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Police have warned that young residents are being targeted by scams involving naked-chat blackmail. Photo: K. Y. Cheng

Hong Kong police report more than 700 ‘naked-chat blackmail’ cases during first half of this year

  • Police warn that young residents are being increasingly targeted by such scams, with more than 65 per cent of victims aged 30 and below
  • Local and mainland authorities cooperate to bring down syndicate suspected of extorting victims with personal data

More than 700 “naked-chat blackmail” cases were reported in Hong Kong during the first half of 2022, up 43.6 per cent from the same period last year, with the youngest victims being only 12 years old, police said on Friday.

The force also warned that young people were being increasingly targeted in the scams, with more than 65 per cent of victims found to be aged 30 or under.

The scams involve perpetrators enticing victims into disrobing during video chats, before using the secretly recorded footage as blackmail by threatening to circulate the video online or send it to the target’s relatives and friends.

“In the first half of this year, there were 708 reports of naked-chat blackmail cases, which is an increase of 43.6 per cent compared to the same period last year,” said Raymond Lam Cheuk-ho, acting chief superintendent of the cyber security and technology crime bureau.

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Up to 1,159 naked-chat blackmail cases were reported last year, up 280 per cent from 305 in 2017.

Superintendent Wilson Tam Wai-shun, also of the bureau, attributed the rise in cases to an increase in the use of technology during the coronavirus pandemic, as well as the growing popularity of social media platforms.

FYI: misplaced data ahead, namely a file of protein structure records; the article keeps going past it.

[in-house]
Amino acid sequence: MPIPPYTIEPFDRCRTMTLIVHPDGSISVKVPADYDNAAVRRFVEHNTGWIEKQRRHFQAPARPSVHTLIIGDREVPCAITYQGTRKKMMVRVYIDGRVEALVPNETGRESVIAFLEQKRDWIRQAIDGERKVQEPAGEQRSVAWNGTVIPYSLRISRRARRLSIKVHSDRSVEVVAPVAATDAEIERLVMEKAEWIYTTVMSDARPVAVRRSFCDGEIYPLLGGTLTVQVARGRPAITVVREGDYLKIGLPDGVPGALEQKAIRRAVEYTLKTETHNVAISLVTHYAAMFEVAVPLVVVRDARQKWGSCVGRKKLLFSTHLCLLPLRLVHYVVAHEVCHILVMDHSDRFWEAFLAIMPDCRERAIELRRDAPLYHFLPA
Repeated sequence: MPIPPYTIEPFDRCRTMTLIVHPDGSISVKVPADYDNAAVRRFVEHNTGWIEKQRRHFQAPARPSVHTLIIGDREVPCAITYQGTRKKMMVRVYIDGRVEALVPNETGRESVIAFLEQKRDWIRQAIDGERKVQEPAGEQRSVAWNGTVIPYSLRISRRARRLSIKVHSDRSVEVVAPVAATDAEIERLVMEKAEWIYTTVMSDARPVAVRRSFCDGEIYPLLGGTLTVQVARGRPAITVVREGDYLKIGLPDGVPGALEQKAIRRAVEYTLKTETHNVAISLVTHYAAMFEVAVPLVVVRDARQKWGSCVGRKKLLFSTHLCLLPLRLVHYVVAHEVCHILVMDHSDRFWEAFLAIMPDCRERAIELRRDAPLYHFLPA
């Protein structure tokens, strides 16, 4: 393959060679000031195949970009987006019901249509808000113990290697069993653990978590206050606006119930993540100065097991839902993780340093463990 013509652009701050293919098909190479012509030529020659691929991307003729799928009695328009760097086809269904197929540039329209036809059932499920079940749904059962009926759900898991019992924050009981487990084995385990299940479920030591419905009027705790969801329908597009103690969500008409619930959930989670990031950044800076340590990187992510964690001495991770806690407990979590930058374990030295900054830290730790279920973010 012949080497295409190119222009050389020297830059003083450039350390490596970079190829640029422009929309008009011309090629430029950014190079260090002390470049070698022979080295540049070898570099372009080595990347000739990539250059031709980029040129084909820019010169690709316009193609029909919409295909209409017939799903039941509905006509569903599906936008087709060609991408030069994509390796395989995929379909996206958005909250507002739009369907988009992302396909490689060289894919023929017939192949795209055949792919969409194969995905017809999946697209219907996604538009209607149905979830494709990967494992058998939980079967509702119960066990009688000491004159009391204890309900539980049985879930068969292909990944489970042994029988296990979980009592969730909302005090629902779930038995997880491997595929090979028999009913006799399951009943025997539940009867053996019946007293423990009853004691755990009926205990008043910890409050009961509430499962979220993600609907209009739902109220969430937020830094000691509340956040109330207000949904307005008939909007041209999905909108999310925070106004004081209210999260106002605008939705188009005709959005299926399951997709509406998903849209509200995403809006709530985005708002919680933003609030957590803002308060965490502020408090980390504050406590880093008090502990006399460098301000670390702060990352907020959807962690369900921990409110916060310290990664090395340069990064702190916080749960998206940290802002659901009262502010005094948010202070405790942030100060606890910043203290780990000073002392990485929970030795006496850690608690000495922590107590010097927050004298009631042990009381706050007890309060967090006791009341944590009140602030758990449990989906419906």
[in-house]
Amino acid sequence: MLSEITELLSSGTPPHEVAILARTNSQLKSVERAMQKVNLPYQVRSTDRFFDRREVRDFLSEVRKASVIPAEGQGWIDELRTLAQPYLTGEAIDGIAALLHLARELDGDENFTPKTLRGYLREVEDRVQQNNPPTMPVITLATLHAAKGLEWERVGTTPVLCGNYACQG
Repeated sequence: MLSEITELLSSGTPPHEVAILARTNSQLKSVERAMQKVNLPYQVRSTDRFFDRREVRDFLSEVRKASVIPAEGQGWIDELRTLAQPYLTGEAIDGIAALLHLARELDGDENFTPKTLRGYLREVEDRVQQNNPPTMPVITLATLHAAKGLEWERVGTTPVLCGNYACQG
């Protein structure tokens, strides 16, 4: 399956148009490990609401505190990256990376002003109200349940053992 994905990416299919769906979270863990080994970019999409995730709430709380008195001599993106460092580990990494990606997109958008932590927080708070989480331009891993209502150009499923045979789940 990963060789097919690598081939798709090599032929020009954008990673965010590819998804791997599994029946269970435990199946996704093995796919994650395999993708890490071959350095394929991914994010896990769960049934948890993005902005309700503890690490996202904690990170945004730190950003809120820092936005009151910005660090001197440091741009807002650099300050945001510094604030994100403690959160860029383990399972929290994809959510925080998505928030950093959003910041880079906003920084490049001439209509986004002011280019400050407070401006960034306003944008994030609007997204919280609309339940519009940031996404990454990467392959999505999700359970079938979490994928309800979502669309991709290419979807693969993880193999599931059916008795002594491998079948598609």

Police highlighted that the youngest victims were 12 years old, who were involved in separate cases. One was duped into giving scammers HK$5,000 (US$637), while the other lost HK$800.

The force also announced that it had worked with mainland Chinese authorities to take down a naked-chat blackmail syndicate based across the border as part of a seven-month cyber clean-up operation code-named “Rollthunder”, which targeted botnets and the servers that controlled them.

Superintendent Wilson Tam of the force’s cyber security and technology crime bureau. Photo: K.Y. Cheng

A botnet is a collection of devices connected to the internet that are infected with malicious programmes and can be controlled as a whole without user knowledge.

Following an exchange of intelligence between local and central authorities, police in Jiangxi province arrested 12 men aged 18 to 30, including the suspected leader of the group and its core members.

According to the force, the group was believed to have been involved in at least 31 such cases of naked-chat blackmail in Hong Kong, with the victims losing a total of HK$366,500.

The scammers received the money from the victims in the form of gift cards, police said.

One man was blackmailed into forking out his life savings of HK$220,000, the highest individual amount lost as a result of the scams. The victims were aged between 18 and 54.

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A total of 23 command and control servers, 2,203 affected devices and 2,083 phishing websites were identified during the operation.

Hong Kong police seized six of the servers, which were based in the city, but further investigation revealed that one was controlled by scammers on the mainland and used to store contact details stolen from victims’ phones through malware.

The information was used to blackmail victims, the force said, as scammers would threaten to send any nude photos or videos to their friends and family.

Police added that they believed the syndicate was also involved in at least 19 similar scams in Malaysia and Singapore and that the cases had been referred to Interpol.